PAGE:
John Vanderbank

1 portrait on display in Room 16 at the National Portrait Gallery

John Vanderbank, by John Vanderbank, 1738 - NPG 3647 - © National Portrait Gallery, London

© National Portrait Gallery, London

John Vanderbank

by John Vanderbank
pen and ink, 1738
12 3/4 in. x 7 1/2 in. (324 mm x 191 mm)
Purchased, 1948
Primary Collection
NPG 3647


Click on the links below to find out more:

Sitterback to top

  • John Vanderbank (1694-1739), Portrait painter. Sitter in 1 portrait, Artist associated with 96 portraits.

Artistback to top

  • John Vanderbank (1694-1739), Portrait painter. Artist associated with 96 portraits, Sitter in 1 portrait.

This portraitback to top

His confident self-portrait is a virtuoso performance with a dip pen, cut from a reed or feather. The line swells and ebbs as the artist varied the pressure on the paper. Vanderbank's dynamic handling shows the on-going influence of renowned continental artists, such as the Dutch artist Rembrandt and the Flemish artist van Dyck who made similar pen and ink drawings. This portrait presents Vanderbank as a worthy successor to his famous predecessors. More detailed information on this portrait is available in a National Portrait Gallery collection catalogue, John Kerslake's Early Georgian Portraits (1977, out of print).

Linked publicationsback to top

  • Kerslake, John, Early Georgian Portraits, 1977, p. 283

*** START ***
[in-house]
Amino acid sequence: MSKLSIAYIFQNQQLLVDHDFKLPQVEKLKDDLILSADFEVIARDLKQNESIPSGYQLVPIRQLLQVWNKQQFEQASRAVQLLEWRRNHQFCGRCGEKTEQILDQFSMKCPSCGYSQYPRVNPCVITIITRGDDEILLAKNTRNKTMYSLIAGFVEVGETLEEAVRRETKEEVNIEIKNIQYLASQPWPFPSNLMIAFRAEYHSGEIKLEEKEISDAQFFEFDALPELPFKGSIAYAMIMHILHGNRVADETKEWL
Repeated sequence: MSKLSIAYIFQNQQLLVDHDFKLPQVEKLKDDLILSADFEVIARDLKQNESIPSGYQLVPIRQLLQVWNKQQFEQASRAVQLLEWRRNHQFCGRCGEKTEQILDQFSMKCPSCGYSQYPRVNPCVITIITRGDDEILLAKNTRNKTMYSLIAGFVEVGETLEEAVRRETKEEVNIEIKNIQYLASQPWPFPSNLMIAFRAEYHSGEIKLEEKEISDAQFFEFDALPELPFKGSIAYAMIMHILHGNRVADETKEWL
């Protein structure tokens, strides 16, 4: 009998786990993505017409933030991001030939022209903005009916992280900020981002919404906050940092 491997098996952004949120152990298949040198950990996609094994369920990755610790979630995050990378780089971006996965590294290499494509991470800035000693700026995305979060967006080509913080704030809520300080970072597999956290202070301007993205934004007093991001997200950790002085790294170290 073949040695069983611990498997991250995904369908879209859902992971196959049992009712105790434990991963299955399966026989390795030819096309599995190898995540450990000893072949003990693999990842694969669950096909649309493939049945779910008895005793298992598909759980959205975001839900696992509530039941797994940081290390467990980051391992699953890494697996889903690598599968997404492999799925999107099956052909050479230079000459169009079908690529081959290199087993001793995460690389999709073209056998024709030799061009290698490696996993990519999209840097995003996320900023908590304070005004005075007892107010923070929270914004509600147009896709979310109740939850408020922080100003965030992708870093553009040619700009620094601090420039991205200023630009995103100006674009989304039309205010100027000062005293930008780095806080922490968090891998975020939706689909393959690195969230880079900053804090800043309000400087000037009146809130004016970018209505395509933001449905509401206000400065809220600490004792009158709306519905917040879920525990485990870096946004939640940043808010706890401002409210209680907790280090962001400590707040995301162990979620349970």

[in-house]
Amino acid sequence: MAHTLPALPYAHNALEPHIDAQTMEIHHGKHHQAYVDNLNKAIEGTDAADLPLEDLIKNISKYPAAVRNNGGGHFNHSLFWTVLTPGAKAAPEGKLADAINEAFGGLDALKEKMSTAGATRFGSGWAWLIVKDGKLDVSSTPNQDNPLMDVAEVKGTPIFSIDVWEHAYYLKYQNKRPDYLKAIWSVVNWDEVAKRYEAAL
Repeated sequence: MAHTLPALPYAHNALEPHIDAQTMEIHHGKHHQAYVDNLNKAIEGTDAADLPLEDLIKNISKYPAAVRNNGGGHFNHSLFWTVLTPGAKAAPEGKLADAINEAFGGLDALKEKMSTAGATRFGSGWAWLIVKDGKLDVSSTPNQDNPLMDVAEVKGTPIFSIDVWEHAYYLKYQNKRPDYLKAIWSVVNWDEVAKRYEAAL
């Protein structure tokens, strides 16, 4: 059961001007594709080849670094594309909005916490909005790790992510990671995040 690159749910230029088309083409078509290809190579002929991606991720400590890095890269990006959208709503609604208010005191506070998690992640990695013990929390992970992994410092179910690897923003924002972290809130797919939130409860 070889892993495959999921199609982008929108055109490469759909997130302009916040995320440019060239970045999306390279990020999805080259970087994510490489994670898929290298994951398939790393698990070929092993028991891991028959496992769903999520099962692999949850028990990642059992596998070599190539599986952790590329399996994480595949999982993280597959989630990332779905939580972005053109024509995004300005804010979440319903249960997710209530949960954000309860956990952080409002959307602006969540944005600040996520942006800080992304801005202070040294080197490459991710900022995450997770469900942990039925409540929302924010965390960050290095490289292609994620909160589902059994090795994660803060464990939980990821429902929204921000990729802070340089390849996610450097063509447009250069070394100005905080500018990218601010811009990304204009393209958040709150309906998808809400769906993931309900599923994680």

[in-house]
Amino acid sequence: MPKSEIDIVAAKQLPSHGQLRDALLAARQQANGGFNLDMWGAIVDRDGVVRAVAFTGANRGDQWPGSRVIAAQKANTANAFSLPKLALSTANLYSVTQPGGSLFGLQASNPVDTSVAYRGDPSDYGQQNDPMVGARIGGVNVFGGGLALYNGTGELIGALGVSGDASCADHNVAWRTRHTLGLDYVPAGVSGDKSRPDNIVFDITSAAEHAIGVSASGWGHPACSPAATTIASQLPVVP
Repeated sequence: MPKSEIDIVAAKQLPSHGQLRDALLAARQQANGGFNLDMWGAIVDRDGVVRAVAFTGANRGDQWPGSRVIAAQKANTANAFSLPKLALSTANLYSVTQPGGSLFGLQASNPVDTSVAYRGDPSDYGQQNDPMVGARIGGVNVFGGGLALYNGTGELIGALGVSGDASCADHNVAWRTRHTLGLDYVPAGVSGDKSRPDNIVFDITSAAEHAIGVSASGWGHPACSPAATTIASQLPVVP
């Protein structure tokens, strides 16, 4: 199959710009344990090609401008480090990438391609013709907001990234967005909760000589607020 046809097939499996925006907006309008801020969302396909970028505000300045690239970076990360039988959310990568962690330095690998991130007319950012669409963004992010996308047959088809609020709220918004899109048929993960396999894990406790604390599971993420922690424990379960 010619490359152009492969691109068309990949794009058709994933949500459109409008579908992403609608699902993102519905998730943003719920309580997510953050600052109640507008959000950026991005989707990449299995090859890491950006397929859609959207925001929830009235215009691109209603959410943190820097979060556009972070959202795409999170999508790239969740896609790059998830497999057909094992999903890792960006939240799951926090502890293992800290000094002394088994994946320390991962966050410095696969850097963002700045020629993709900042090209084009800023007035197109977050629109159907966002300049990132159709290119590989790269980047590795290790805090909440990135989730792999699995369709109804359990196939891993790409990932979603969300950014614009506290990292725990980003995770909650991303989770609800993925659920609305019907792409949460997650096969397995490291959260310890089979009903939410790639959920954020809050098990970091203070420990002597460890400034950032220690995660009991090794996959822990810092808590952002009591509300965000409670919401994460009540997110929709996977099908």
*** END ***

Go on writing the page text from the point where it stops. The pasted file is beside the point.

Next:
• Rogers, Malcolm, Master Drawings from the National Portrait Gallery, 1993 (accompanying the exhibition at the National Portrait Gallery from 5 August to 23 October 1994), p. 39
  • Saywell, David; Simon, Jacob, Complete Illustrated Catalogue, 2004, p. 630

Linked displays and exhibitionsback to top

Subjects & Themesback to top

Events of 1738back to top

Current affairs

Fetter Lane Society founded in London by the Moravians; a reformed group of Protestants led by exiled Saxon Count Nicolaus von Zinzendorf. He visits Britain to petition the king for protection for Moravian missionaries working in the British colonies. An act to this effect is finally passed in 1749. John Wesley is converted, essentially launching the Methodist movement.

Art and science

Artist Allan Ramsay returns to London from Rome and sets himself up as a portrait painter. Metallurgist William Champion patents a process to distil zinc from calamine using charcoal in a smelter.

International

Methodist preacher George Whitefield arrives in Savannah, Georgia to replace John Wesley; the first of seven visits across the Atlantic which make him one of the most widely recognised figures in the American colonies. Merchant sailor Robert Jenkins presents his pickled ear (cut off by Spanish coast-guards in Cuba in 1731) to Parliament stirring up war fever against Spain and leading to the War of Jenkins' Ear the following year.

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